Happy Feet TwoAnthony Macali
Mumble's son, Erik, is struggling to realize his talents in the Emperor Penguin world.
"Happy Feet Two" is actually an existential film with penguins, but don't let the seemingly grim subject matter get you down. It takes a good hike to get going, but once it does, there is plenty of the famous singing and dancing that made the first film so popular, and en masse. Thousands of penguins stamp their feet in this majestic world, its scope and beauty coolly realised with some very colourful animation. In the face of grave danger, these flightless birds find hope and life in their music. Skip along and you will be happy too.
Les MisérablesAnne Murphy
In 19th-century France, Jean Valjean, who for decades has been hunted by the ruthless policeman Javert after he breaks parole, agrees to care for factory worker Fantine's daughter, Cosette.
You can hear the people sing. "Les Miserables" is a long song, with barely a spoken word to interrupt the stirring score. This is an operatic production of majestic proportions with a cast comprised of movie royalty who give all to their rousing performances. Sadly the connection between the central star-crossed lovers is the flimsiest construct in the film but most will forgive that and dream a dream. Vive la Révolution.
Role ModelsAnthony Macali
Wild behavior forces a pair of energy drink reps to enroll in a Big Brother program.
This film is testament to those 'crass-comedies with charm' which have now grown to become their own sub-genre. Whilst containing your typical vulgar jokes, it doesn't rely on them for cheap laughs. Instead, the most uproarious scenes are generated by low-key interplay shared between some of the movies' more eccentric characters. There's never a dull moment as it propels you into the hilariously crazy and endearing world of 'Live Action Interactive Roleplaying Explorers', or L.A.I.R.E. "Role Models" is definately a comedy to aspire to.
Sherlock HolmesAndrew O'Dea
Detective Holmes engages in a battle of wits and brawn with a nemesis who threatens all of England.
Although faithful to the source material, this movie isn't bound to it, and the legendary detective presented is an eccentric and captivatingly flawed hero that boxes, boozes, and deduces. The stylishly monochromatic production of a grimy 19th century London provides a perfect backdrop as we delight in the exchanges of wit and banter between Holmes and his trusty counterpart Watson. Combining sublime action sequences and a gripping plot to boot, "Sherlock Holmes" equates to some seriously entertaining viewing. It's elementary.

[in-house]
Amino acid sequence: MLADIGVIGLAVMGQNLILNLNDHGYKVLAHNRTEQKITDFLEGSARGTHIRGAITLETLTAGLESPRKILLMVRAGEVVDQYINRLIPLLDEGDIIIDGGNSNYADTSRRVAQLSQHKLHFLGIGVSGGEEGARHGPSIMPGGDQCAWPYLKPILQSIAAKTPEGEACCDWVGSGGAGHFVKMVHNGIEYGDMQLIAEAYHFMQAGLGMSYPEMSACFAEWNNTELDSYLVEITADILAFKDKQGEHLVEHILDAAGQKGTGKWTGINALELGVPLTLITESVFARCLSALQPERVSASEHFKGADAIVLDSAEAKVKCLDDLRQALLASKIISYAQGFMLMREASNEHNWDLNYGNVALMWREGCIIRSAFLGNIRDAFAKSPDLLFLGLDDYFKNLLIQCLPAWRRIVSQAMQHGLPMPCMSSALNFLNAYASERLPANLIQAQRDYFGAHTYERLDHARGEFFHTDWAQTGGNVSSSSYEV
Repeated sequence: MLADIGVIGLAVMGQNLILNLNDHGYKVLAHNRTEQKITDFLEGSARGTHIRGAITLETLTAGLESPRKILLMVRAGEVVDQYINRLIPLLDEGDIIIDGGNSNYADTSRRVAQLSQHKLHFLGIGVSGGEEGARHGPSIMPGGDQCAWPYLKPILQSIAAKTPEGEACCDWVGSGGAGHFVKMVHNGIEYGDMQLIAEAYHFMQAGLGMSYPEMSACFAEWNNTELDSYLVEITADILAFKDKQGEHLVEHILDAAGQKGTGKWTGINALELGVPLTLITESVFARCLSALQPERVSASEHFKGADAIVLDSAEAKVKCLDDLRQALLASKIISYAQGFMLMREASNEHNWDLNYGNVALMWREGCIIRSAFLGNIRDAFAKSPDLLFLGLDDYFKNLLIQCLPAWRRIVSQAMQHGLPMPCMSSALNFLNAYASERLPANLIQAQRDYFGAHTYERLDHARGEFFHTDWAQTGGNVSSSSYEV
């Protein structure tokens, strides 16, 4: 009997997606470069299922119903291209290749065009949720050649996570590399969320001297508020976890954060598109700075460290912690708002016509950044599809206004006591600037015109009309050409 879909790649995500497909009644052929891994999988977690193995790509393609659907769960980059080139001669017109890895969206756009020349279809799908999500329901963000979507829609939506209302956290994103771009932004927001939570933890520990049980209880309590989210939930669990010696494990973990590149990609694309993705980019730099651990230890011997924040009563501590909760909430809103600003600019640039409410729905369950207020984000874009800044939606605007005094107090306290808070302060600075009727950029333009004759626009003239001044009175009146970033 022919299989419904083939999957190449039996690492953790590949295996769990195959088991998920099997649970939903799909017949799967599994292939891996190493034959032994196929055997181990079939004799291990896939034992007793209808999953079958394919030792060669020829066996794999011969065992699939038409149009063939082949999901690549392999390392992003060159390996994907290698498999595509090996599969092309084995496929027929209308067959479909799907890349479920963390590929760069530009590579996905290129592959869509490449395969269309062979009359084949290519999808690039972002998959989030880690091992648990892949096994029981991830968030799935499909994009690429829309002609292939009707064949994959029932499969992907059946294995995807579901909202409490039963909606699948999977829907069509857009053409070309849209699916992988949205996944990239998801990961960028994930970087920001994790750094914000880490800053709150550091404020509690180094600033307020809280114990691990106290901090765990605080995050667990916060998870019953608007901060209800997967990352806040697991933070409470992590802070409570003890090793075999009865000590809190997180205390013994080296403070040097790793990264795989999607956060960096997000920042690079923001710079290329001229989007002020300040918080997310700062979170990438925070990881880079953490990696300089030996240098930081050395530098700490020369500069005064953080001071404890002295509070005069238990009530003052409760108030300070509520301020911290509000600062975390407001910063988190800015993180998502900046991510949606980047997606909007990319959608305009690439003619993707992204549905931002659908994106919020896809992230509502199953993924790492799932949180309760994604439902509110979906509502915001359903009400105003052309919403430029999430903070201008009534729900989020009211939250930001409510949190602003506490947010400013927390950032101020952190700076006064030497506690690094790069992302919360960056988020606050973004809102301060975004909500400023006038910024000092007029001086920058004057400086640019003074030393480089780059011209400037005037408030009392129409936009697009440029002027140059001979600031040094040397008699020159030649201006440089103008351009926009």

Harry Potter and the Order of the PhoenixAnthony Macali
With their warning about Lord Voldemort's return scoffed at, Harry and Dumbledore are targeted by the Wizard authorities as an authoritarian bureaucrat slowly seizes power at Hogwarts.
Harry endears Hogwarts, a home of magic tricks, lavish feasts and Quiddich heroics, which is not as much fun when he who should not be named (Voldemort) is tormenting his mind. Potter fights some real evil this time around; defending against the dark arts, blinding dementors and stunning evil Azkaban escapees. Join the wonderful ensemble cast of Dumbledore's army in the most terrifying and suspenseful instalment of the series yet. Darker is better.
Quantum of SolaceAnthony Macali
Seeking revenge for the death of his love, secret agent James Bond sets out to stop an environmentalist from taking control of a country's water supply.
"Quantum of Solace" continues the story of a re-invented Bond and sustaines him brilliantly. The film speeds to life in its CG-adverse approach, parenting action that is gritty, real and constant. What really shines is the comparable emotional conflict of 007, rebelling from his seasoned superiors and contending with the revenge that consumes him. This is still quintessential Bond, revamped, reenergized and welcome solace for an equally stirring future.
Fledgling writer Briony Tallis, as a 13-year-old, irrevocably changes the course of several lives when she accuses her older sister's lover of a crime he did not commit.
"Atonement" is a love story torn by unfortunate circumstance. Briony's interpretation of events are marred by jealously, and cleverly presented in a style that shows the points of view of all involved. These key events play alongside a beautiful score, complete with resounding keys of a type-writer that haunts throughout. This film is a timeless period piece and an admiral adaptation that shows the power of the written-word.
The Book ThiefAnne Murphy
While subjected to the horrors of World War II Germany, young Liesel finds solace by stealing books and sharing them with others.
A German town becomes the backdrop for a story about the humanity and personal politics of ordinary people when their lives are assaulted by World War II erupting around them. The simplicity needed to tell the tale from a child's perspective is not compromised by the scale of this production, a feat that creates absorbing viewing. As a novel "The Book Thief" was a best-seller and on the screen it becomes a very moving experience. Steal a look.